With immigration reform back on the front page thanks to Arizona's new controversial law, it's going to be very interesting to see how the Obama-loving press report what he did concerning this issue when he was a junior senator from Illinois in 2007.
For instance, David Broder's "How Congress Botched Immigration Reform" published in Thursday's Washington Post didn't even mention Barack Obama's name.
This seems particularly odd given this paragraph (h/t Jennifer Rubin):
But once the bill hit the floor, it was attacked from both flanks. The most conservative Republicans -- Jim DeMint of South Carolina, David Vitter of Louisiana and Jeff Sessions of Alabama -- led the assault. They were joined by some civil libertarians and allies of organized labor who were dissatisfied with the bill's protections for guest workers. Democrat Byron Dorgan of North Dakota repeatedly tried to gut the guest-worker program before finally succeeding by one vote on his third effort.
Broder curiously chose to ignore the fact that Barack Obama was, for all intents and purposes, the fateful deciding vote as reported by the late Robert Novak in June 2007:
Democrat Byron Dorgan, who seldom has tasted legislative success during 15 years in the Senate, scored a dubious victory last week. He was able to insert a poison pill in the immigration reform bill that aimed at emasculating the essential guest worker program. The 49 to 48 vote that passed Dorgan's amendment included surprising support from two prominent first-term senators: Jim DeMint, a conservative Republican from South Carolina, and Barack Obama. [...]
The Dorgan amendment is a classic poison pill: designed to kill, not improve, the bill. Its passage makes resurrection of immigration reform all the more difficult. Decisive votes by DeMint and Obama were not appreciated by the bipartisan group that had crafted the bargain intended to secure America's borders while permitting an orderly flow of temporary workers. [...]
Obama's vote for the poison pill was unexpected because he had participated, uninvited, one time in the bipartisan negotiating process. He had demanded and won a provision permitting immigrants to stay on the job after being designated "not employable" by the government under the new system until their appeals were exhausted. Obama's support for the Dorgan amendment then infuriated Republicans in the negotiating group who had opposed the concession to the presidential candidate.
In case you're thinking the conservative Novak was being a tad partisan with his piece, here's what the Associated Press wrote on June 7 that year:
A proposed immigration overhaul narrowly survived several strong Senate challenges Wednesday, but it suffered a potentially deal-breaking setback early Thursday.
Shortly after midnight, the Senate voted 49-48 to end a new temporary worker program after five years. The vote reversed the one-vote outcome on the same amendment offered both times by Sen. Byron Dorgan, D-N.D. two weeks ago. Six senators switched their votes, reflecting the issue's political volatility.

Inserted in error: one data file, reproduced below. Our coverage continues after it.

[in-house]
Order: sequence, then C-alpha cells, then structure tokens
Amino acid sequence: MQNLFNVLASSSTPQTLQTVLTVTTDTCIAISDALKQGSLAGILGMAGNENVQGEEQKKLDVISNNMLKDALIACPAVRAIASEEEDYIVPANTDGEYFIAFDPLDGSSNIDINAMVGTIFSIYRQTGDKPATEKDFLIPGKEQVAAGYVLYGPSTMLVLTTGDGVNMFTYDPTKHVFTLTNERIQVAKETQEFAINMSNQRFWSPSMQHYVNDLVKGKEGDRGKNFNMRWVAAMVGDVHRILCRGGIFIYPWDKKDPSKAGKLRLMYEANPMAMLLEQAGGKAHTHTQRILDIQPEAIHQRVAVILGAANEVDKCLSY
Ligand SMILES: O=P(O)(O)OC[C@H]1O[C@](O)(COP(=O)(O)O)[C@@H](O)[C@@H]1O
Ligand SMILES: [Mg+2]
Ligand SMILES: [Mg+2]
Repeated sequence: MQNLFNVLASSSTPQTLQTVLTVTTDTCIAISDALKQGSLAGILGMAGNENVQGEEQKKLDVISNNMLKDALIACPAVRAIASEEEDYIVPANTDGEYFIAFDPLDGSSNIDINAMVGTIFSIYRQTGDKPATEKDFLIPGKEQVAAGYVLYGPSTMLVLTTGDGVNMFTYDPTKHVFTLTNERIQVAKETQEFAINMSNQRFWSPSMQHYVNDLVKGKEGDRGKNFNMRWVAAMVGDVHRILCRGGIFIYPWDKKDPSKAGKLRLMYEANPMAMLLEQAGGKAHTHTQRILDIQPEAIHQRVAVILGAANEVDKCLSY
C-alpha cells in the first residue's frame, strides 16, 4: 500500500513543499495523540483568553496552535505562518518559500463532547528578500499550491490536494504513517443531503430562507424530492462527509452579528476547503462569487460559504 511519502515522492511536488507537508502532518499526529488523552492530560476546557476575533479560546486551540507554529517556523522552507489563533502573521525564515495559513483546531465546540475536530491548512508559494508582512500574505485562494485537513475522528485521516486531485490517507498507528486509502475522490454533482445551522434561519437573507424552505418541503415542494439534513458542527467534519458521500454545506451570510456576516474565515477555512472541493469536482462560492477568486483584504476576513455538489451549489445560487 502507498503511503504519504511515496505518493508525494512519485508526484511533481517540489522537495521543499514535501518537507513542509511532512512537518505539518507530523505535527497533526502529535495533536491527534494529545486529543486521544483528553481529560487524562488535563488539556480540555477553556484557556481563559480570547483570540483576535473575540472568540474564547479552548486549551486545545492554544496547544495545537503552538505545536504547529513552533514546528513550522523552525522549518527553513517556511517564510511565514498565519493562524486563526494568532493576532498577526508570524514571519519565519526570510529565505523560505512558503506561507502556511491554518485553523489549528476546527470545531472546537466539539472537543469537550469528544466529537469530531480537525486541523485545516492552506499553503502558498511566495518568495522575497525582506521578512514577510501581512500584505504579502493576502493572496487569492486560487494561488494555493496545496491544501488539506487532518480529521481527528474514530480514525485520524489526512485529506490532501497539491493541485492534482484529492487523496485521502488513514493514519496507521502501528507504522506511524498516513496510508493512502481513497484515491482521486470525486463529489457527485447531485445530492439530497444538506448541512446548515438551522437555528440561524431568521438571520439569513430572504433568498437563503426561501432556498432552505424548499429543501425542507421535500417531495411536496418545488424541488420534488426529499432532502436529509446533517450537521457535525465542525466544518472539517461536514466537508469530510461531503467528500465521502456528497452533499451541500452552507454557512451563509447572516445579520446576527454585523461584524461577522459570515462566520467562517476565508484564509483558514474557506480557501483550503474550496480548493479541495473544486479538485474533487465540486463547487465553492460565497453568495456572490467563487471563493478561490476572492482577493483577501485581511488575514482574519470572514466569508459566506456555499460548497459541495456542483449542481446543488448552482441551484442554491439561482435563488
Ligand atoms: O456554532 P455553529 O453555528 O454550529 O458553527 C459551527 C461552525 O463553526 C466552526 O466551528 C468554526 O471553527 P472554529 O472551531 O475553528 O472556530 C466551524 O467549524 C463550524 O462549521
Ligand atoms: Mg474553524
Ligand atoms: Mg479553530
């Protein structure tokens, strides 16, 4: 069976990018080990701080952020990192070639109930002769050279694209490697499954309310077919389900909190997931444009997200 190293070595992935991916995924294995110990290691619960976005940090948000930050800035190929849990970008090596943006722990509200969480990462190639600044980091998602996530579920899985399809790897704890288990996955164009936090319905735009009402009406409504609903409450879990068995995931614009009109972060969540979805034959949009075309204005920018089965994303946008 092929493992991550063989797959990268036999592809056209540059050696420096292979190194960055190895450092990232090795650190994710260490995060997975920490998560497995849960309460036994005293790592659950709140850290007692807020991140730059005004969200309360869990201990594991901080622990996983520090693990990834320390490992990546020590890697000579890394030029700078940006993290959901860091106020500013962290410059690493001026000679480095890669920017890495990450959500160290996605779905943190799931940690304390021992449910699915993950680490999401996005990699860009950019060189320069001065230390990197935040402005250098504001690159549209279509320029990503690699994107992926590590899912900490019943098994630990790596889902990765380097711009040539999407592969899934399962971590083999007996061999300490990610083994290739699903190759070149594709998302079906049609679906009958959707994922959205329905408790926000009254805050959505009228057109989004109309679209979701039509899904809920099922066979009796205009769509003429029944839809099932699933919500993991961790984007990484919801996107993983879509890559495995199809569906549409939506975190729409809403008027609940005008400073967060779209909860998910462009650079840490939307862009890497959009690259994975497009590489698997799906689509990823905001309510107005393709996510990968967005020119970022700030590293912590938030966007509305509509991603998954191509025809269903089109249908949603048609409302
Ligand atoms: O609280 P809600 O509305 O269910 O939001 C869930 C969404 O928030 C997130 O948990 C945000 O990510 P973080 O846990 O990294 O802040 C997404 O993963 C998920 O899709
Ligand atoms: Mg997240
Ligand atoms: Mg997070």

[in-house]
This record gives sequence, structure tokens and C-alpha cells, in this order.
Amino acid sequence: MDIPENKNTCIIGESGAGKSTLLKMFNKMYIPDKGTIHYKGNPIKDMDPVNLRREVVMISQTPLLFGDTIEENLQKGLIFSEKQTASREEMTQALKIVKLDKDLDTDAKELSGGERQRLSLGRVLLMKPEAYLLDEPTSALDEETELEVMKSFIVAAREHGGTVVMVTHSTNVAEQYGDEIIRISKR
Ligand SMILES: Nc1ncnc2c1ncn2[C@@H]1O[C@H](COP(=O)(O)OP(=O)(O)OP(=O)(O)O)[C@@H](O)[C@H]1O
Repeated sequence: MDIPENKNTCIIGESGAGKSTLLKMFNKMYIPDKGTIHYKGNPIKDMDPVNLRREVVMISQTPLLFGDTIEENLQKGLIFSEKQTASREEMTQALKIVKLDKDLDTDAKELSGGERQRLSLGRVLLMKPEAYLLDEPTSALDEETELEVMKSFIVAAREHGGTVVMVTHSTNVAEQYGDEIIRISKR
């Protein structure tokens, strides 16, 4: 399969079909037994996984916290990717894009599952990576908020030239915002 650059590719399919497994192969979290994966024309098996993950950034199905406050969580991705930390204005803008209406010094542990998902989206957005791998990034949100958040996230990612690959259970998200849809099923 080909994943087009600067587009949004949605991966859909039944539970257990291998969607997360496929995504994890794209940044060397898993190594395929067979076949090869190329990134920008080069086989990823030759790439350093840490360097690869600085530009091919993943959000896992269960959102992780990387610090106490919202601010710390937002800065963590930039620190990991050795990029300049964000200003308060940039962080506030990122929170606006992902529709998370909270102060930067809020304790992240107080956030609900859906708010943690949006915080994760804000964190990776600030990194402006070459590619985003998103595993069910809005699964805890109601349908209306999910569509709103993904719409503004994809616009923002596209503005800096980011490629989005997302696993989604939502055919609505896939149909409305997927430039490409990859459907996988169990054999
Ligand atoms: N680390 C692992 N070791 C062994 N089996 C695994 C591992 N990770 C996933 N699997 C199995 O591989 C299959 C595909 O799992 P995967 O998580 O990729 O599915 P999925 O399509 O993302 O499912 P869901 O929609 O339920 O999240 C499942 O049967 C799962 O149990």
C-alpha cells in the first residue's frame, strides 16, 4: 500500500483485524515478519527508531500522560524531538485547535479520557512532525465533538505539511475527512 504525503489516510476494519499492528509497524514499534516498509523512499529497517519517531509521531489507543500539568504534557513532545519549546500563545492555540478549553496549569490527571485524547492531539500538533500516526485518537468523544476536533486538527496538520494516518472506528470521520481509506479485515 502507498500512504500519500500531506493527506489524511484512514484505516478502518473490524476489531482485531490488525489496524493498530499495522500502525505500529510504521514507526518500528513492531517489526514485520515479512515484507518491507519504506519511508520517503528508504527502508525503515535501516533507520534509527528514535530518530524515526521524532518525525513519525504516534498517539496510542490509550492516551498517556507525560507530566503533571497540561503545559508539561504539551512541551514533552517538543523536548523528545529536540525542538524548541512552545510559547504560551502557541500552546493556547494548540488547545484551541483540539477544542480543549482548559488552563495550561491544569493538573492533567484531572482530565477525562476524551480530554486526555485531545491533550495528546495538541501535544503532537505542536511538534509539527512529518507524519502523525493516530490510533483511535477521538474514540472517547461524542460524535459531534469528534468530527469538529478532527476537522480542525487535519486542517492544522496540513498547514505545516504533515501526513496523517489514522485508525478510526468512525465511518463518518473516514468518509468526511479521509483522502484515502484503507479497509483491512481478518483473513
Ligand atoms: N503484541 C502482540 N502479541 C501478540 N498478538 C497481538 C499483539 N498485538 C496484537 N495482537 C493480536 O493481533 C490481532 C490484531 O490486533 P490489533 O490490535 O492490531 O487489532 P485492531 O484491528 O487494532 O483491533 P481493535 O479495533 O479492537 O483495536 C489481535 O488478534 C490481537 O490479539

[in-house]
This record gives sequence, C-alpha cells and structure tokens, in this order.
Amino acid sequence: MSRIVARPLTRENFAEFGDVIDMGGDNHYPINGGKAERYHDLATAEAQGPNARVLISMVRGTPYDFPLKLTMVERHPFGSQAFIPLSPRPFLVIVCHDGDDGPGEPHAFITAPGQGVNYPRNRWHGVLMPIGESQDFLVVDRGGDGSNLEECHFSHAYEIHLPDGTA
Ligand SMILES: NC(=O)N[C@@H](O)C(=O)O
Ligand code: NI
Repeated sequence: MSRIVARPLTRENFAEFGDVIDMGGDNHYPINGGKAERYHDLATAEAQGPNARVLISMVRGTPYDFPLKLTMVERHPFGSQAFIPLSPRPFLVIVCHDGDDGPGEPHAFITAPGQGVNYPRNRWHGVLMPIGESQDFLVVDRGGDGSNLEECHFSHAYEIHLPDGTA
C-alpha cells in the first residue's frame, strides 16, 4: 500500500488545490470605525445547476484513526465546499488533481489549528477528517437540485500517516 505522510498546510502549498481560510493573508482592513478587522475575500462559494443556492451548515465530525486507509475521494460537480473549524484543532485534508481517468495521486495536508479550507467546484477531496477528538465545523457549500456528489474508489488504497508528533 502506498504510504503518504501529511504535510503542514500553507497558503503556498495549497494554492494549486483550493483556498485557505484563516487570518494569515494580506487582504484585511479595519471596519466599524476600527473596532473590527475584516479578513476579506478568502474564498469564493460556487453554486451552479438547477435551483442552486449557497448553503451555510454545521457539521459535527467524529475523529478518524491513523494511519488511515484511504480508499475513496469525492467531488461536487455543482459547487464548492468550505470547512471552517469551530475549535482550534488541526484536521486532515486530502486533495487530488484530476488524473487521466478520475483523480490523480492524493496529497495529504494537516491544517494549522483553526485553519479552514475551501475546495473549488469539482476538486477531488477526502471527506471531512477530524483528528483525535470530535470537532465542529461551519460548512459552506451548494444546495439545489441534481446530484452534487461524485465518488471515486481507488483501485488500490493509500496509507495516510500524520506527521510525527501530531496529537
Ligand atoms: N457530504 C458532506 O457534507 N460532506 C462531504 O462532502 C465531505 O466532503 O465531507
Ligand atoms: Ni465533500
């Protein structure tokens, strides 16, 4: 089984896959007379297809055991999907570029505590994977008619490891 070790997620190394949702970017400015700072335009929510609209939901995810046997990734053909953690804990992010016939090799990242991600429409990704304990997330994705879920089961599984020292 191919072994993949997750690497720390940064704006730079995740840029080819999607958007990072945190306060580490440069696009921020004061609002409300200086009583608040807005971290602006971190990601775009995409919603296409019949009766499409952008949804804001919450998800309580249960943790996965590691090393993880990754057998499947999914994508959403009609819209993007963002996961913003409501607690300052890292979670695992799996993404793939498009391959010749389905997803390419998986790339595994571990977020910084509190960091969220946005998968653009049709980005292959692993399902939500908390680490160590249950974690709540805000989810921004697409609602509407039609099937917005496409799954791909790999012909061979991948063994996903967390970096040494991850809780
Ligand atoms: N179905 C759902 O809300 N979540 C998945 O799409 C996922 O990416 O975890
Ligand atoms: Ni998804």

Earlier that day, the AP reported (via LexisNexis, no link available, emphasis added):
June 7, 2007 Thursday 1:51 PM GMT
How they voted: Senate vote by party on immigration amendment
BYLINE: By The Associated Press
SECTION: WASHINGTON DATELINE
LENGTH: 327 words
The 49-48 roll call by which the Senate passed an amendment to the proposed immigration overhaul that would end a temporary worker program after five years.
On this vote, a "yes" vote was a vote to end the program after five years and a "no" vote was a vote against adding this time limit to the program.
Voting "yes" were 37 Democrats, 11 Republicans and one independent.
Voting "no" were 10 Democrats, 37 Republicans and one independent.
Baucus, Mont.; Bayh, Ind.; Biden, Del.; Bingaman, N.M.; Boxer, Calif.; Brown, Ohio; Byrd, W.Va.; Cardin, Md.; Casey, Pa.; Clinton, N.Y.; Conrad, N.D.; Dorgan, N.D.; Durbin, Ill.; Feingold, Wis.; Harkin, Iowa; Inouye, Hawaii; Klobuchar, Minn.; Kohl, Wis.; Landrieu, La.; Lautenberg, N.J.; Leahy, Vt.; Levin, Mich.; McCaskill, Mo.; Menendez, N.J.; Mikulski, Md.; Murray, Wash.; Nelson, Fla.; Nelson, Neb.; Obama, Ill.; Reed, R.I.; Reid, Nev.; Rockefeller, W.Va.; Schumer, N.Y.; Stabenow, Mich.; Tester, Mont.; Webb, Va.; Wyden, Ore.
The following year, as the presidential campaign was in full-swing, the Christian Science Monitor reported on April 17, 2008:
Obama was part of the bipartisan group of senators who began meeting in 2005 on comprehensive immigration reform. But last summer, with the presidential nominating race well under way, Obama backed 11th-hour amendments - supported by labor, immigrant rights, and clergy groups - that Republicans saw as imperiling the fragile compromise.
None of those measures passed. But Obama was part of a 49-to-48 majority that voted to end after five years a temporary worker program that had been a cornerstone of the immigration deal. The vote, backed by labor, was seen as a major setback to bipartisan negotiations.
Given all this, one has to wonder why Broder recognized the significance of the Dorgan amendment, but totally ignored Obama's role in getting it passed.
More importantly, as immigration takes center stage in the coming weeks, will everyone in the media forget what Sen. Barack Obama did to prevent reform three years ago?